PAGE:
The team from Imperial College London has developed a silicon chip with tiny grooves, which are 0.01 millimeters wide and only 0.0003 millimeters deep. They showed that the grooves stimulated a biochemical response in the cardiac stem cells that helps switch them into cardiomyocytes, which are the muscle cells that make up most of the heart.
Heart disease is a major source of disability and has caused 17 million deaths worldwide in 2012. Scientists around the world are carrying out studies to convert stem cells into cardiomyocytes that are suitable for implantation in patients to regenerate heart muscle. However, the process for developing cardiomyocytes is currently inefficient and its outcome imperfect.
The researchers from Imperial are the first to show how materials can play an important role in boosting the effect of an 'instructive' gene cocktail, providing an environment that helps switch cardiac stem cells into cardiomyocytes. They reported a two-fold increase in cardiomyocytes, compared to cardiomyocytes developed by the genes on a silicon chip with a flat surface instead.
Professor Michael Schneider (pictured), co-author from the National Heart & Lung Institute at Imperial, said: “Over the last 30 years, progress in treating heart disease has improved patient outcomes yet, despite this success, the remaining damage to heart muscle predisposes patients to heart failure.
“Scientists are focusing on developing a range of therapies to regenerate heart muscle. The challenge has been to create the right micro-environment for fostering the switching process, which is currently inefficient and imperfect in its outcome. Our approach demonstrates how silicon chips may provide the right conditions for creating heart muscle cells.”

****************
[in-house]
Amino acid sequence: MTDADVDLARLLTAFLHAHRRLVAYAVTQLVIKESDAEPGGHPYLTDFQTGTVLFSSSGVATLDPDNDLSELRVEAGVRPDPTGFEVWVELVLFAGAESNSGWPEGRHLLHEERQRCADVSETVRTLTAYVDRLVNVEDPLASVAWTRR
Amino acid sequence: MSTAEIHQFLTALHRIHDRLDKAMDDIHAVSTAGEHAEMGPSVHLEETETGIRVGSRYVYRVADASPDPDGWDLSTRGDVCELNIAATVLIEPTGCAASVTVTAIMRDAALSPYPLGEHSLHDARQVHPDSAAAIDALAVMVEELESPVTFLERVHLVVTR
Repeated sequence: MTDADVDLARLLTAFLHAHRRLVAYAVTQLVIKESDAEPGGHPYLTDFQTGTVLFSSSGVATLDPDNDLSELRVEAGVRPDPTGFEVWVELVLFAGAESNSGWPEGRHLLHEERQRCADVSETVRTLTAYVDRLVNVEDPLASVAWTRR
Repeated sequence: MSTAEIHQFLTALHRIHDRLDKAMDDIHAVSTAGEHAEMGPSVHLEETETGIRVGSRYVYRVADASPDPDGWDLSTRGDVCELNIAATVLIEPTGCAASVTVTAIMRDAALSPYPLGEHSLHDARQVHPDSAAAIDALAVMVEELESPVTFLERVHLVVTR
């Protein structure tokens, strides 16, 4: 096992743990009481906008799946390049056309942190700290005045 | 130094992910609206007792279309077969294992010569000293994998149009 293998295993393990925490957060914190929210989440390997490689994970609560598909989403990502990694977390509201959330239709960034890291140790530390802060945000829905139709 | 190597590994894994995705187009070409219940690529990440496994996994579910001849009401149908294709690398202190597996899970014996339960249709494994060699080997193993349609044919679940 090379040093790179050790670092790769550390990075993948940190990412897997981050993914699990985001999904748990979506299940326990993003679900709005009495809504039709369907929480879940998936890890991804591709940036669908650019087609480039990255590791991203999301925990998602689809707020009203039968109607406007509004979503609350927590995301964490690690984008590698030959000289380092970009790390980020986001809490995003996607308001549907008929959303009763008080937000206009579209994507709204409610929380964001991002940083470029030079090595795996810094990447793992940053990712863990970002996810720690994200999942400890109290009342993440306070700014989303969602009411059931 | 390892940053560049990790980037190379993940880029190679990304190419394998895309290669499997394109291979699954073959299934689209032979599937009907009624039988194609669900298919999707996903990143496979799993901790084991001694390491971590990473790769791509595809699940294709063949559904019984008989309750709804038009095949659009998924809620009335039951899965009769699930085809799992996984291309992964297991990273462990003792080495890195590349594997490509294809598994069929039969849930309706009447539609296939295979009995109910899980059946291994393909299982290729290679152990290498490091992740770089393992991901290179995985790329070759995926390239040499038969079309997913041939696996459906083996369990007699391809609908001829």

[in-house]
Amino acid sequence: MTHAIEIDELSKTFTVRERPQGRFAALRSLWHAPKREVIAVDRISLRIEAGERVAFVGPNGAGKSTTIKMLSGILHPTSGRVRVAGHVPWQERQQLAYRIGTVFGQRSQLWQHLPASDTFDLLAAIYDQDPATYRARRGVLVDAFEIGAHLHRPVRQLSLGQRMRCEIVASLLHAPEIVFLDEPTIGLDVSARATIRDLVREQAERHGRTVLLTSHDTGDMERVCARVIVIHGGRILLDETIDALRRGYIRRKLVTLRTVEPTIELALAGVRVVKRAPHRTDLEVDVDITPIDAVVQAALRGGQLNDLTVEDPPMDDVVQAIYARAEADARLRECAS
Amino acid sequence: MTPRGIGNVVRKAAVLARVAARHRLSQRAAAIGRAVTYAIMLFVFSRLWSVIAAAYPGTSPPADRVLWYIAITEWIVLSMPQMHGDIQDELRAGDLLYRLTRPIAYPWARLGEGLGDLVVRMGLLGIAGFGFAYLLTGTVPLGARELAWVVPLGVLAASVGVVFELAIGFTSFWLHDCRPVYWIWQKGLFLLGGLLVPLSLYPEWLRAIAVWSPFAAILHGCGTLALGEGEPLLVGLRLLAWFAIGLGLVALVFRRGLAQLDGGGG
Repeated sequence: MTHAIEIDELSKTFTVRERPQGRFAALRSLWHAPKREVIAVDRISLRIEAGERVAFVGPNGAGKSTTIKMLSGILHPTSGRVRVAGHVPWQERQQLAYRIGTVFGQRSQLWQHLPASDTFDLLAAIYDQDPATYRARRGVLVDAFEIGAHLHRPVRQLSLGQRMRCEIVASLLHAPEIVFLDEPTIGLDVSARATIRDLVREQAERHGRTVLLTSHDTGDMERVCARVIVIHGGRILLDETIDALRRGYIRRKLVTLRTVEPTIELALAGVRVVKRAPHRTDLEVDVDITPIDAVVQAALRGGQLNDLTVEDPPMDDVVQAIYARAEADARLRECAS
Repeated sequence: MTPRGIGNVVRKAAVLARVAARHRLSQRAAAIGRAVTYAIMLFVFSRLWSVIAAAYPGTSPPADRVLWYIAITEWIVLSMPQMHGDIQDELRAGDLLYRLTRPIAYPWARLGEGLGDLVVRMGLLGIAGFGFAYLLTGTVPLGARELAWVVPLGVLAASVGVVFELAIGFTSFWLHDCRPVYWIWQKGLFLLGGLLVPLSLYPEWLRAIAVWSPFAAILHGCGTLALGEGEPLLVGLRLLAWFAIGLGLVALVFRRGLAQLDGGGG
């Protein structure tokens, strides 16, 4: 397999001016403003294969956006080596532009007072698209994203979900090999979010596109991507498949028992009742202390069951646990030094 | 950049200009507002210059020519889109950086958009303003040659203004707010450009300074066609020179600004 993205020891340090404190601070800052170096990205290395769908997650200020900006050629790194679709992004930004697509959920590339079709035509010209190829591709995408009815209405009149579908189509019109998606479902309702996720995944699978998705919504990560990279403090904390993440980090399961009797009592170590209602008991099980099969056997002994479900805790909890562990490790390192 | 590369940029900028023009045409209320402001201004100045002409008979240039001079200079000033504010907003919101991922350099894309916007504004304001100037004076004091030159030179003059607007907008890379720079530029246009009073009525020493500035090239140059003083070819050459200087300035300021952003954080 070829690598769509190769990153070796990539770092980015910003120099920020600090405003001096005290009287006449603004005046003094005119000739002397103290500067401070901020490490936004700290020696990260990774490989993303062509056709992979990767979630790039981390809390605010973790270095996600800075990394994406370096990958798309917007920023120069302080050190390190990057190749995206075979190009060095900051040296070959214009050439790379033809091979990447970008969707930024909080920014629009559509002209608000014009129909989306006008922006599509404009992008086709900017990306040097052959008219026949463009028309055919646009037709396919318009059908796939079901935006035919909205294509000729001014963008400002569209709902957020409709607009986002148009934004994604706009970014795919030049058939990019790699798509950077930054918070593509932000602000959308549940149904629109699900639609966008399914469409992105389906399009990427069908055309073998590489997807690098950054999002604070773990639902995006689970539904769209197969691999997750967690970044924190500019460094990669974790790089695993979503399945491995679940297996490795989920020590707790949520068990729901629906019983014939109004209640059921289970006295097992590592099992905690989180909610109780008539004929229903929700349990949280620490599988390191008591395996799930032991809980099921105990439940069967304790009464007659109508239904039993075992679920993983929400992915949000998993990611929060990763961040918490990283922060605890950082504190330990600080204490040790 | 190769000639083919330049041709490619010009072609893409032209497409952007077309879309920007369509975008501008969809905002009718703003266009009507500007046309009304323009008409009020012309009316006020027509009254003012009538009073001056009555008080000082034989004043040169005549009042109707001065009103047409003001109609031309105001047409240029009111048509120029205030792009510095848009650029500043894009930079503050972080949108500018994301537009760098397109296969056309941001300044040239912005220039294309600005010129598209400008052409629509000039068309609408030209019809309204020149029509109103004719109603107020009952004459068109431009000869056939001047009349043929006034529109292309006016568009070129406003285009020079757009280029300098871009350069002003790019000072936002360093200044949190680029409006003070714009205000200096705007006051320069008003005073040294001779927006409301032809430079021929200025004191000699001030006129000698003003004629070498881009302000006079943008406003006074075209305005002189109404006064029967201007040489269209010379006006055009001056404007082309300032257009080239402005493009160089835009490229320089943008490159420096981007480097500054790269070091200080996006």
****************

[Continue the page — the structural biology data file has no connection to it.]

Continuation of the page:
A team of researchers from the University of California were the first to show how a micro-grooved silicon chip enhanced adult cells’ reprogramming into an embryonic stem cell-like state. The research undertaken by the Imperial team builds on this discovery to show that grooved silicon chips can improve the conversion of stem cells by a gene cocktail into potentially useful heart muscle cells.
In the study the researchers found that when the cardiac stem cells are squeezed in between closely spaced grooves it forces them to become long and thin. This change in shape is communicated to proteins associated with the stem cells’ DNA in a way that makes it more susceptible to being reprogrammed by the protein myocardin. This is the key molecular switch that causes myocardin gene expression in the cardiac stem cells to turn them into cardiomyocytes.
The team is still unsure as to the precise reasons how grooves in the silicon chip play such an important role in the switching process. They aim to carry out further research to help them to understand how the cells sense their physical environment and convert this information into a specific biochemical change. They will also investigate ways of further enhancing the process to make it more efficient.
Illustration: Imperial College London.
Imperial College London News Release (08/18/15)
Abstract (Biomaterials; Vol. 70, 94-104 (11/2015))